The conservative federal judge who earlier this month ruled that the Affordable Care Act is unconstitutional has issued a stay of his own opinion, which means the law will remain in effect as the appeals process goes forward.
U.S. District Judge Reed O’Connor, from Fort Worth, Texas, issued the stay Sunday evening and, to be clear, it does not mean he has reconsidered the case itself. On the contrary, O’Connor in his order reaffirmed his belief that Obamacare must come off the books.
But O’Connor also acknowledged the potential for extreme chaos if his ruling went into effect in time for the 2019 plan year, which formally begins on Jan. 1. With the stay in place, the Affordable Care Act’s many provisions, including its expansion of Medicaid and protections for people with pre-existing conditions, can continue as normal while the case moves through the federal court system.
The next stop on that journey is the Fifth Circuit Court of Appeals. Many experts critical of O’Connor have said they expect the appeals court to overturn his decision.
But the Fifth Circuit has some of the most notoriously and stridently conservative judges in the country, including five that President Donald Trump has appointed, and for that reason some experts say O’Connor’s ruling could survive scrutiny at the circuit court level.
That would set up an eventual hearing before the U.S. Supreme Court, which has already heard two major lawsuits that sought to declare the 2010 health care law unconstitutional ― rejecting most of the first one and the entirety of the second.
In both cases, Chief Justice John Roberts voted with the court’s four Democratic appointees and, in the more recent ruling, a second GOP appointee joined him ― although that second Republican was Anthony Kennedy, who has since been replaced by Brett Kavanaugh.
Getty Editorial Chief Justice John Roberts has shown no enthusiasm for cases against the Affordable Care Act and might be hoping, as many conservatives do, that judges at the Fifth Circuit Court of Appeals make this case go away.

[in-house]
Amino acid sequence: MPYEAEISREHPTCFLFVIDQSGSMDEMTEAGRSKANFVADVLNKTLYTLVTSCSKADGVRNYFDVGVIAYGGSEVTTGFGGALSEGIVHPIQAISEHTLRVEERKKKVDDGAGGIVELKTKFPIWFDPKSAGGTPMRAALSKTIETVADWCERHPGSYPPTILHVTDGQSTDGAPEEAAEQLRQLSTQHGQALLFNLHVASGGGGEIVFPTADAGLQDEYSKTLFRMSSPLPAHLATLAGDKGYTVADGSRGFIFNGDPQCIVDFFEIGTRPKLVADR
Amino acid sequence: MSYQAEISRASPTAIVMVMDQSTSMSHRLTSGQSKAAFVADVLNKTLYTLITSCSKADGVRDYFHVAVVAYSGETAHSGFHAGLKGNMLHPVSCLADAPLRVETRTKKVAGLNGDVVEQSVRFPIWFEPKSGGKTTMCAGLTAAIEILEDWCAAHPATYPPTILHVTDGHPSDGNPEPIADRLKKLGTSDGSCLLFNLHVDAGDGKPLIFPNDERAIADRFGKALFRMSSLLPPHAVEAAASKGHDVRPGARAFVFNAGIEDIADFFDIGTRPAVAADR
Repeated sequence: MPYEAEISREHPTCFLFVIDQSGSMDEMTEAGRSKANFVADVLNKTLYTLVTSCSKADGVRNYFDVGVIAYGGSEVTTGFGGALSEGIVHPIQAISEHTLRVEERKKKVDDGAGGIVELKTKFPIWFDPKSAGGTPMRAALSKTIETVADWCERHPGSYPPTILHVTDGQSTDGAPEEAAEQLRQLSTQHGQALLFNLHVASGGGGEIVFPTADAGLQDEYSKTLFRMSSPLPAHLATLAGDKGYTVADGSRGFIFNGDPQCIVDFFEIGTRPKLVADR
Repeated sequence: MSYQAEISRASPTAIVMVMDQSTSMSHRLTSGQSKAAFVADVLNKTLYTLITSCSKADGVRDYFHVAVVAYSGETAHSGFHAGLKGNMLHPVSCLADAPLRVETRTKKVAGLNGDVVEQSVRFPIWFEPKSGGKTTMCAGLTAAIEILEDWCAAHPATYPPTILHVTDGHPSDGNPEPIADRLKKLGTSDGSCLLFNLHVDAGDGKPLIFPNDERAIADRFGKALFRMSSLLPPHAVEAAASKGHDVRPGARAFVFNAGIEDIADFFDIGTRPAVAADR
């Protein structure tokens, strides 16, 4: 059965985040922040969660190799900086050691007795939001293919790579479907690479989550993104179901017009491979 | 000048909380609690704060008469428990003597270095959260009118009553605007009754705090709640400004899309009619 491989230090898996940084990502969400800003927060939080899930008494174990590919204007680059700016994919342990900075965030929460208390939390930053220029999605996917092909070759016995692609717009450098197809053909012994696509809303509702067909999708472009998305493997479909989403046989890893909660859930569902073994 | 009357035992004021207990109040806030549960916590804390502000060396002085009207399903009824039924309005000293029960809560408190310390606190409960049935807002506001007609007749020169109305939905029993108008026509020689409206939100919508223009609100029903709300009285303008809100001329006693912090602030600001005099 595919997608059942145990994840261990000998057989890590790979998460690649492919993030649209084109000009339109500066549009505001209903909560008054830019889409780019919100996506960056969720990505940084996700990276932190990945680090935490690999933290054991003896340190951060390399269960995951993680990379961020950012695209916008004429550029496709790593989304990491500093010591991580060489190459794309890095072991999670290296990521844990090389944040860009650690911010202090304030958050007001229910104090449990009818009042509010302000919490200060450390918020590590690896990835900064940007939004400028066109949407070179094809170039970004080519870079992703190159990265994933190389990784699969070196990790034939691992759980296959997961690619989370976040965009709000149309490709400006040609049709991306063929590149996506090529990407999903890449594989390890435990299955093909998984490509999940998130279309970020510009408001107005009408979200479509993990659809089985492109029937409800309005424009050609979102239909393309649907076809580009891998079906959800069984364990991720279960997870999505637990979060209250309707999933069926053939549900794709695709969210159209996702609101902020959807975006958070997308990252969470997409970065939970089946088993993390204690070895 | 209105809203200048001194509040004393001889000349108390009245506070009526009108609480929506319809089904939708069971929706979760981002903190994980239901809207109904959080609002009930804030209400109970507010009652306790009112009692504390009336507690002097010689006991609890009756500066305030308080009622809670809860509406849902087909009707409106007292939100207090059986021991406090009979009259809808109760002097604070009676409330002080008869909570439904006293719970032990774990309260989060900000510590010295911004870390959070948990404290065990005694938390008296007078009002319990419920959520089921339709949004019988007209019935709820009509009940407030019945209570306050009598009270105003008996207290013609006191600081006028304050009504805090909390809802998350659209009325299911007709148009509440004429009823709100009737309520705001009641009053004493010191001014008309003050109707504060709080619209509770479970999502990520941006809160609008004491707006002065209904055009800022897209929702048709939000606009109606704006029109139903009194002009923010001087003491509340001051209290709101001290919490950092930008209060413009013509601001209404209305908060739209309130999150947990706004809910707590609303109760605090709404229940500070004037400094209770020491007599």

The central issue in the case, Texas v. Azar, is the same one that was at the heart of the first major constitutional challenge. It’s the Affordable Care Act’s individual mandate, which says that people who don’t obtain health insurance must instead pay a fine to the government.
The tax cut legislation that the Republican Congress passed and Trump signed in 2017 reduced the penalty to zero. The plaintiffs, 20 state Republican officials along with two private individuals, claim that the tax cut rendered the mandate unconstitutional, because the Supreme Court had justified the mandate as an exercise of congressional taxing power ― and, according to the plaintiffs, the mandate can’t qualify as a tax if it doesn’t actually require payment of money.
O’Connor agreed with that argument, which many legal experts question. But the more controversial and ultimately consequential part of his ruling was how he decided to remedy the problem. The plaintiffs had said that if the mandate is unconstitutional, then the entire law must go, too. O’Connor agreed.
If his ruling stands, every single provision of the law, including not just the coverage expansion but also new requirements on food menu labeling and changes to hospital payments, would suddenly become invalid. Policy experts have noted that it’s not even clear how the government would go about undoing these provisions, since some of them have been subject to subsequent modifications and are now deeply intertwined into the nation’s health care structure.